In #TestimonyTuesday, Baltimore, MD, Economic Justice for Working Marylanders, Fight For $15, Maryland State, Montgomery County, MD

TESTIMONY IN SUPPORT SB280

Committee:  Senate Finance Committee                  

Position:     FAVORABLE

Submitted by Brian A. Johnson, District 46

Dear Chairperson Kelley, Vice Chair Feldman, and Members of the Committee,

My name is Brian A. Johnson; and as an Iraq Army Veteran who is an American Descendant of Slaves (ADOS), I urge you to pass SB280.

I believe in raising the minimum wage to $15 by 2023 (or sooner) with annual COLA thereafter. Though I moved to Baltimore City in 2013, the narrative that makes up a majority of predominantly ADOS communities was all too familiar to me: redlined neighborhoods, abandoned factories, and abject poverty. All of these realities are stark reminders of the long-term effects of the Reconstruction and Jim Crow eras in which policies like the New Deal explicitly excluded Negroes from economic reform and prosperity. Though I truly believe in the opportunities that are afforded to US citizens and those who serve, I couldn’t help but become disillusioned when seeing the concentrated poverty that consumed Baltimore City’s communities. In 2017, the median household income of Baltimore City was $46,641 with a poverty rate of 22.4% while the Maryland State median household income was $78,916 with a poverty rate of 9.3%. This data showed me how stark the reality is for those born into a certain lineage or those who unfortunately live in a redlined neighborhood. Though this bill will not redress all the economic depredation that has occurred to the ADOS community, I believe that providing an equitable living wage for all throughout the state would be a start in improving the lives of the people in Baltimore city.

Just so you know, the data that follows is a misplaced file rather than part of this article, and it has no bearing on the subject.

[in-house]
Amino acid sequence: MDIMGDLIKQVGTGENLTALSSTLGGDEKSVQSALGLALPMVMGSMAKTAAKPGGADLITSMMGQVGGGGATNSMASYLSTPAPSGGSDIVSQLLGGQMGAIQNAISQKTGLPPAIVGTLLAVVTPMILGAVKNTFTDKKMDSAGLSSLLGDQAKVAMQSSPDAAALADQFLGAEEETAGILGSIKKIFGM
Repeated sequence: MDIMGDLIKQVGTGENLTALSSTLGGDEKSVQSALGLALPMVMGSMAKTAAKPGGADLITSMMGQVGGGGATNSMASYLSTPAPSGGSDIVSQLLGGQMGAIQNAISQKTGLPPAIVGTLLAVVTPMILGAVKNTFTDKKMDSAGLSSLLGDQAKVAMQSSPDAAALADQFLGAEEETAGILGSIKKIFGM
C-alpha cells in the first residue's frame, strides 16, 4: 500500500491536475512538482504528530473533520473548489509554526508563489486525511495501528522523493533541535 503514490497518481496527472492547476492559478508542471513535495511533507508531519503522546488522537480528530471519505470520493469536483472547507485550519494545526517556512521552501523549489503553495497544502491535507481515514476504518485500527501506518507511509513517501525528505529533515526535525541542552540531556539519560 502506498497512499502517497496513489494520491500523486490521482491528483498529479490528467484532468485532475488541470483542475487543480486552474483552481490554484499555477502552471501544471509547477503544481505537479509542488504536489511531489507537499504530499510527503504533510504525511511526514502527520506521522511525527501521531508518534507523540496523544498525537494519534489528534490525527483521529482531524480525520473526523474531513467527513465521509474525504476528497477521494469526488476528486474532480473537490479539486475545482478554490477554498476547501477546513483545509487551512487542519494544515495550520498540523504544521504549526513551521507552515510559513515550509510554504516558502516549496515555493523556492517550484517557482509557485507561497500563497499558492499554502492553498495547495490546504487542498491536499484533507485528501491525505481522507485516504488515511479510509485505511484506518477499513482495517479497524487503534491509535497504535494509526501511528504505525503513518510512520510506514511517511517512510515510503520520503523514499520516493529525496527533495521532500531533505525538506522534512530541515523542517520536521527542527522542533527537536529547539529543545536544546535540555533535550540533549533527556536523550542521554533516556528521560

In addition, I am urging you to support SB280 as drafted with a $15 minimum wage that does not exempt any worker. In high school, me and many of my friends worked at places like McDonalds that offered minimum wage. Though some of the money was used for leisure, many of us contributed to paying household bills. I cannot stress enough how many ADOS families depend on their teenage children for financial support. In Baltimore, the Economic Policy Institute estimates that teen workers of low to middle income households contribute up to 54.6% of their entire family’s household income.

So again, I encourage you to begin the process of mitigating the wrongs of our country’s past by doing the right thing for the hard-working families and young people across Maryland. Please vote to increase the minimum wage to $15 with no exemptions. Please vote for SB280 as drafted. Thank you!

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